Honeywell Process User Group News
Gary Mintchell | June 6, 2014
The 39th Honeywell User Group (HUG) assembled for the first time not in Phoenix. The User Group board (the User Group is run by a board composed of users with some Honeywell Process Solutions input) chose to move to San Antonio, Texas this year.
This was a good decision as evidenced by attendance of 1,300 that was up 25% over last year. These are significantly greater numbers than a few years ago when they had dropped into the mid-hundreds.
Vimal Kapur marked his first HUG as president of Honeywell Process Solutions—a move announced only the week before. Not a newbie, Kapur has been with HPS for 25 years, most recently as vice president of marketing. His talk featured continuity with the past—surely something HPS customers were happy to hear.
Previous HPS president, Darius Adamczyk, is still Kapur’s boss, having been elevated to president of the PMT group where HPS now reports along with advanced materials and UOP.
Kapur set the technology tone for the conference referencing trends of cloud, virtualization and universality. He defined cloud as moving from physical computing on site to leveraging data centers that can be deployed across the world. The keys to universality include simple, easier-to-use. Applications all in one device but that device is simpler to use—for example iPhone.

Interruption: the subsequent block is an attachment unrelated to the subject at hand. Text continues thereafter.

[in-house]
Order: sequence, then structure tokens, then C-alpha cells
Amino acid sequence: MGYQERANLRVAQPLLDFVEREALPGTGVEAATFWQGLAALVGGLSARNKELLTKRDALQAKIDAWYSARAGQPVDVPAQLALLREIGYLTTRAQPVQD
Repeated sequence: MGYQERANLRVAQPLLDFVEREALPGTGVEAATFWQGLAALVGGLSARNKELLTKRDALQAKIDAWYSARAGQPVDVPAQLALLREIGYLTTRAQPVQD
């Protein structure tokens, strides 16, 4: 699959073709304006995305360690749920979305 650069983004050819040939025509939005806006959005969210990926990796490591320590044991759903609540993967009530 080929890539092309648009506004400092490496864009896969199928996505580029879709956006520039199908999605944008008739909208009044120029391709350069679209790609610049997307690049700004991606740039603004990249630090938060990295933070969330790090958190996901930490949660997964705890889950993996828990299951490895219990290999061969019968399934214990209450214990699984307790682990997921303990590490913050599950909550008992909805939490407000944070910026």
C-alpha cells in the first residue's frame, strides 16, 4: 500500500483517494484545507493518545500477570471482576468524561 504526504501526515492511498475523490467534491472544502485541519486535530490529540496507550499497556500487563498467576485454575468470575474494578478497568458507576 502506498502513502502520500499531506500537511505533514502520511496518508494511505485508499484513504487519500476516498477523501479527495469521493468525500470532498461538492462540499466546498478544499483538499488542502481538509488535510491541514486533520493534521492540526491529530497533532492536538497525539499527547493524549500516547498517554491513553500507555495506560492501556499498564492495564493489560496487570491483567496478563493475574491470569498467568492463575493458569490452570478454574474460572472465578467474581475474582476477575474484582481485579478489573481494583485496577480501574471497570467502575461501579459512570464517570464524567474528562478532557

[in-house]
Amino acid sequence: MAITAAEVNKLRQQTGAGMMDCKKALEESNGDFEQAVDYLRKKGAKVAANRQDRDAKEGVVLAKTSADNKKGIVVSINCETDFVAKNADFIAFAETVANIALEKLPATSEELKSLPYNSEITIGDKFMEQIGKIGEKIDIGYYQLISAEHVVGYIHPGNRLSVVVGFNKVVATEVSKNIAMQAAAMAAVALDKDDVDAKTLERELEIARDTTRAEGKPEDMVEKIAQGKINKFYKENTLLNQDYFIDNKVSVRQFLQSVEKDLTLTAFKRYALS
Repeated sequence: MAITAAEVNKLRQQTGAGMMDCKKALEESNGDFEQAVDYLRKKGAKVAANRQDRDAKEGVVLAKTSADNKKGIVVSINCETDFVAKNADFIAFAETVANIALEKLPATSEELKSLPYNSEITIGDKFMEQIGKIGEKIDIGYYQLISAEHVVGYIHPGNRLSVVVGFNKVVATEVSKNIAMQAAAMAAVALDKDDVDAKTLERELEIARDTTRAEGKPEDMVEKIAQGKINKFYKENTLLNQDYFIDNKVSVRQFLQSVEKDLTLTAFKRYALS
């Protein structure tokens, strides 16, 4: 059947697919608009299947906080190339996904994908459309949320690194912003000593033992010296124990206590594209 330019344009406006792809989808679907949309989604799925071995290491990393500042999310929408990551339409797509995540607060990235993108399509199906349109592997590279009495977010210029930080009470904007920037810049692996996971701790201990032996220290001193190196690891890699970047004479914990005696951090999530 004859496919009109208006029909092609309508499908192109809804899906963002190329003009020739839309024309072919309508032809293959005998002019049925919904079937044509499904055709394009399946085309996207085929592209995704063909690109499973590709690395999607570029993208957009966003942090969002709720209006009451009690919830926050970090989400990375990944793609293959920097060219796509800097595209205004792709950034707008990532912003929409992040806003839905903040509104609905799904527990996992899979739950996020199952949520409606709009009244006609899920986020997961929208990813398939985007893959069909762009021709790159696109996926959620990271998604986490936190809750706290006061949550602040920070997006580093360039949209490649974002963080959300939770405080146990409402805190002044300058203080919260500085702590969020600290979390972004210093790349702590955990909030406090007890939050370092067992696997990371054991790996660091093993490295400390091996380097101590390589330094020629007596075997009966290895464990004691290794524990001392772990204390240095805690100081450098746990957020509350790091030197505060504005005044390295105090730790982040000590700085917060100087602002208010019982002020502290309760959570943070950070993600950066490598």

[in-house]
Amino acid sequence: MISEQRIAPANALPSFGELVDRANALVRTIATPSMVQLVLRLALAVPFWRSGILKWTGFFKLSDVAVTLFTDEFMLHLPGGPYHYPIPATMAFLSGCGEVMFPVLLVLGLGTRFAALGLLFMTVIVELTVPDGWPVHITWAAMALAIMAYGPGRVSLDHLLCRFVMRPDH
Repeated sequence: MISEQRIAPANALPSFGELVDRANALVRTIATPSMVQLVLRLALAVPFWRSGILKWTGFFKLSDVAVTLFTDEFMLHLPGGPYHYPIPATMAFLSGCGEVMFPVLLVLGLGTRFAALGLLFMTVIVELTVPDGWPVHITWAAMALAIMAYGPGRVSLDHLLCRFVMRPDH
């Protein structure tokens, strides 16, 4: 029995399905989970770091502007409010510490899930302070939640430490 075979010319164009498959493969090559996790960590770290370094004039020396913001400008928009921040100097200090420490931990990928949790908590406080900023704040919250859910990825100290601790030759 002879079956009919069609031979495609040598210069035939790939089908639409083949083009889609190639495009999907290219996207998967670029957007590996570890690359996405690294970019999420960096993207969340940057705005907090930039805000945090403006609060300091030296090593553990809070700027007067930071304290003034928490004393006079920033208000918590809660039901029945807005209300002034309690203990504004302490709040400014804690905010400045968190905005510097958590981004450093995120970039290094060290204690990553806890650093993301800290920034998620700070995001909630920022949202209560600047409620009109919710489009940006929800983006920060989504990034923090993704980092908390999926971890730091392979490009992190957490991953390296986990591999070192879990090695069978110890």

The three technologies combine as the technological foundation of the new LEAP program—Lean Execution of Automation Projects. HPS may be taking some liberties with the use of the term Lean, but the idea is still to eliminate waste in process industry projects.
Jason Urso, HPS Chief Technology Officer, led his usual hour-plus product keynote with his usual energy. He showed off the Orion 2 operations center, Smartline instrumentation platform, LEAP program and much more.
Unisim Design Challenge
I had to lead with this item. I had dinner with them on Wednesday evening. A Brazilian chemical engineering student who used simulation software to show how emissions can be converted into electrical energy has been named the winner of Honeywell Process Solutions’ annual UniSim Design Challenge.
Herbert Senzano Lopes, a master’s degree student at Federal University of Rio Grande do Norte (UFRN), worked with Professor Vanja Maria de França Bezerra to design a solution to show how flare gas from pipelines could be reused to generate energy.
Integrated safety / security
During a special press briefing on safety and security, executives discussed advancements in streaming video on both the camera and client side. In an Enterprise Solution Center (coming perhaps by fall), there will be many ways to call up real-time videos with intuitive touch screens (like iPad), advanced alarm management, and analysis It will be browser agnostic working on desktop, tablets, and smart phones.
[On a side note, Eddie Lee of solution partner MOXA showed me a class 1, div 2 IP camera that includes Power over Ethernet and told me there was a class 1 div 1 camera, too.]